Remember Sept. 26, when Christian Ponder was asked if he felt bad for a Packers team that was 1-2 and less than 48 hours removed from being robbed by a replacement official in that game-ending "Fail Mary" fiasco in Seattle?
Remember the Vikings quarterback smiling, knowing exactly that what he was about to say would go over big with the Purple masses who love to hate them some Cheeseheads?
"No," he said. "No, I don't."
Simple. Funny. The perfect response from an archrival.
He wasn't the only one at Winter Park picking at the Packers' exposed nerve endings. Safety Jamarca Sanford said he would have felt bad for a defensive back, but not one from Green Bay. Cornerback Antoine Winfield smiled and simply said he was glad that the major gaffe that ended the league's standoff with the regular officials happened to Green Bay and not the first-place Vikings, who were 2-1 and coming off an upset of the 49ers.
And backup running back Toby Gerhart might have summed up the general feeling best when he said: "Hey, it was the Packers. So I wasn't all that disappointed."
Everyone laughed at poor Green Bay's expense.
Three months later, the NFC North champion Packers come to town ready to deliver the last laugh. They are 10-2 since the Seattle loss and 11-4 overall, yet they still have a huge incentive for which to play -- a first-round bye -- thanks to the "Fail Mary."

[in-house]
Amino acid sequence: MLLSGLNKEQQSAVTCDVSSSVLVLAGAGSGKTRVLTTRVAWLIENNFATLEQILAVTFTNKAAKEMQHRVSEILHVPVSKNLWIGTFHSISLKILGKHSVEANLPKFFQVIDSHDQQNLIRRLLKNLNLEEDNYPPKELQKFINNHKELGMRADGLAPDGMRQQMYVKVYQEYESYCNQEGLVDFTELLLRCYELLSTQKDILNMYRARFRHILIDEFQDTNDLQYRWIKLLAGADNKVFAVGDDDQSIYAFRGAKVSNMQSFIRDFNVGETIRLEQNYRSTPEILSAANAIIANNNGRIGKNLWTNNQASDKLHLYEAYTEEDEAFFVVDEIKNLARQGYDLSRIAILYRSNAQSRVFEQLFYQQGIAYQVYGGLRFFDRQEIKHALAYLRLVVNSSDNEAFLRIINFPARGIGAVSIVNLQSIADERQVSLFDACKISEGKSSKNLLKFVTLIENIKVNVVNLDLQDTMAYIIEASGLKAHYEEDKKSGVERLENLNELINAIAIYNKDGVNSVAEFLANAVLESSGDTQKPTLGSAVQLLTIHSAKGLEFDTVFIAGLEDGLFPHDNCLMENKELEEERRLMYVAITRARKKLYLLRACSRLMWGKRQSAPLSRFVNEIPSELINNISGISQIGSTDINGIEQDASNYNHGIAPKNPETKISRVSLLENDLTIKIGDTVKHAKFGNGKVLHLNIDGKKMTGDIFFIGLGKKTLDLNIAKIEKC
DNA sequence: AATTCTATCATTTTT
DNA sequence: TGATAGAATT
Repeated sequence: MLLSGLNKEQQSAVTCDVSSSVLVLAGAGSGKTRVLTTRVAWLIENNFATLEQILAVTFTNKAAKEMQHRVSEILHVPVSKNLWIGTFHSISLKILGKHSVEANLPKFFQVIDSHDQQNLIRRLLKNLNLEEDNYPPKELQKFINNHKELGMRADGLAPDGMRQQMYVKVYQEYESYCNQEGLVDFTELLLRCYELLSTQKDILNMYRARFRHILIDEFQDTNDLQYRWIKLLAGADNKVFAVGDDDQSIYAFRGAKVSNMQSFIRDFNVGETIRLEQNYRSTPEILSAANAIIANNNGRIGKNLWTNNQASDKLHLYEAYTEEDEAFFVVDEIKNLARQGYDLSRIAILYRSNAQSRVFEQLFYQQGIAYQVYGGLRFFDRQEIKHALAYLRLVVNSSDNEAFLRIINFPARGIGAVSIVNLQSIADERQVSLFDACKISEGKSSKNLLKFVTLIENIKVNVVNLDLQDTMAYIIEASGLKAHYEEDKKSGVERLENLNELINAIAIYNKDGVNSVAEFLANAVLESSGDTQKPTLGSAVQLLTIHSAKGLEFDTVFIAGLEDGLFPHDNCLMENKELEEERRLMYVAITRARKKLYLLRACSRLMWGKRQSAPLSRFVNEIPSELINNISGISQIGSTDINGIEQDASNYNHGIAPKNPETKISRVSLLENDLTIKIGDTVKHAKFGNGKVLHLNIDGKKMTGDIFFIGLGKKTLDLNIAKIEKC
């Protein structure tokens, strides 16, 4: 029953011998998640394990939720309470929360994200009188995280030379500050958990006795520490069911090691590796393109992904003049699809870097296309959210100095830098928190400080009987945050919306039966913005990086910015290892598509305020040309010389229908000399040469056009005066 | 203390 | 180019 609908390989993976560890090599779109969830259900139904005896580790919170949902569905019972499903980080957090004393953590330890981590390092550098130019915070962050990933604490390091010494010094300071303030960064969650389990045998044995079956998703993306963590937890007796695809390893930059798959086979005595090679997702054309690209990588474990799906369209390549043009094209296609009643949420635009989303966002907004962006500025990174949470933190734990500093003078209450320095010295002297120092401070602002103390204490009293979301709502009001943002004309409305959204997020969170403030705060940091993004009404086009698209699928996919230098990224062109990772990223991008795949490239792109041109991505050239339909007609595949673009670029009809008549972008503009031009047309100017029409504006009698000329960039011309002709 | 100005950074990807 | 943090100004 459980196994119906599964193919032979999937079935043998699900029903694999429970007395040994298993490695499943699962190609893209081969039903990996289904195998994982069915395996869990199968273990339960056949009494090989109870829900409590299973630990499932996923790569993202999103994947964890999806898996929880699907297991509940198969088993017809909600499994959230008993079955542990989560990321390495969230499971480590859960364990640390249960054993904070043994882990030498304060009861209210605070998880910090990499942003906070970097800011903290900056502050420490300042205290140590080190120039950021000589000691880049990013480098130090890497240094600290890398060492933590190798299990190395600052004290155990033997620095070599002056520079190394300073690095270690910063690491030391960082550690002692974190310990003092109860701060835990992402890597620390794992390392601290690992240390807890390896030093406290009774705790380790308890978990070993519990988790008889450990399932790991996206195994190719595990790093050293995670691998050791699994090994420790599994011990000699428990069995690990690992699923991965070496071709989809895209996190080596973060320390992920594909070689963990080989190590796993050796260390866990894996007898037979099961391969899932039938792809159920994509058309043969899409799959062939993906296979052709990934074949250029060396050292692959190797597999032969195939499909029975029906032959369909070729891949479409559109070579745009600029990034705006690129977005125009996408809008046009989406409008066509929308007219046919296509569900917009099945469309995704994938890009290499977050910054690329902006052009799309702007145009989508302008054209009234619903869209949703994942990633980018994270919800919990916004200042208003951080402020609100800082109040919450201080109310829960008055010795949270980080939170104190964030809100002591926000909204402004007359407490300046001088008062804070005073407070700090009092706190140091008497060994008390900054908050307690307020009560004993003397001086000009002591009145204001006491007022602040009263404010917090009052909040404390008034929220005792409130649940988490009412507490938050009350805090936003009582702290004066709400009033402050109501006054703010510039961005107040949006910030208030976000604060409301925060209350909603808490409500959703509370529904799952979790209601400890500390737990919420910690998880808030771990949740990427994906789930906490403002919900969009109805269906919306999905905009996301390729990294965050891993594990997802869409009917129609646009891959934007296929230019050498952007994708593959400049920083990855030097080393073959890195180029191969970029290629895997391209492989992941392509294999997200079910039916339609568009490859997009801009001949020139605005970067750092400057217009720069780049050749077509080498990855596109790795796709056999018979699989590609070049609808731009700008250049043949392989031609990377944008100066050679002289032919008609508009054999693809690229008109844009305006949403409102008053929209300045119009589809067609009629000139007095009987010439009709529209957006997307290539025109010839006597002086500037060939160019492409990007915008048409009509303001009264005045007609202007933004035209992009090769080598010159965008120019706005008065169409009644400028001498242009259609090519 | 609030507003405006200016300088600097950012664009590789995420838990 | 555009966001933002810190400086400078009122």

In other words, a Vikings team facing a win-and-you're-in playoff scenario is guaranteed to get Green Bay's best punch because of the "Fail Mary." And that punch will come from the right arm of Aaron Rodgers, who has beaten the Vikings five consecutive times while completing 73.1 percent of his passes (117 of 160) for 1,467 yards and 14 touchdowns with three interceptions and a 122.2 passer rating.
Graham Harrell, he's not.
Now compare that with what might have been had replacement official Lance Easley not whiffed so badly when he took M.D. Jennings' interception and ruled it a touchdown by Golden Tate and a 14-12 Seahawks victory.
Had the "Fail Mary" not happened, the Packers already would have clinched the No. 2 seed and home-field advantage. They would be alive for the No. 1 seed, but probably not by the 3:25 p.m. kickoff Sunday.
An Atlanta victory at home in a noon kickoff against a flailing Tampa Bay team would have left the Packers with nothing to gain by beating the Vikings.
What would that have done to the Packers' game plan? Well, considering coach Mike McCarthy rested Rodgers with nothing for which to play at home in Week 17 a year ago, it's safe to assume he wouldn't have put the reigning MVP in harm's way -- and Jared Allen's path -- in a meaningless game.
So, ironically, the "Fail Mary" might have cost the Vikings a chance to face Harrell and a Packers team resting up for the playoffs. Also, if not for the "Fail Mary," the Vikings still would have had a chance at the No. 5 seed because Seattle would be 9-6, not 10-5.
"We couldn't ask for a better final regular-season game," said McCarthy, who probably means it since last year's 15-1 Packers coasted into the playoffs and were bounced in their first game.
"It's a playoff game, as far as we're looking at it. I'm sure that's how the Vikings are looking at it."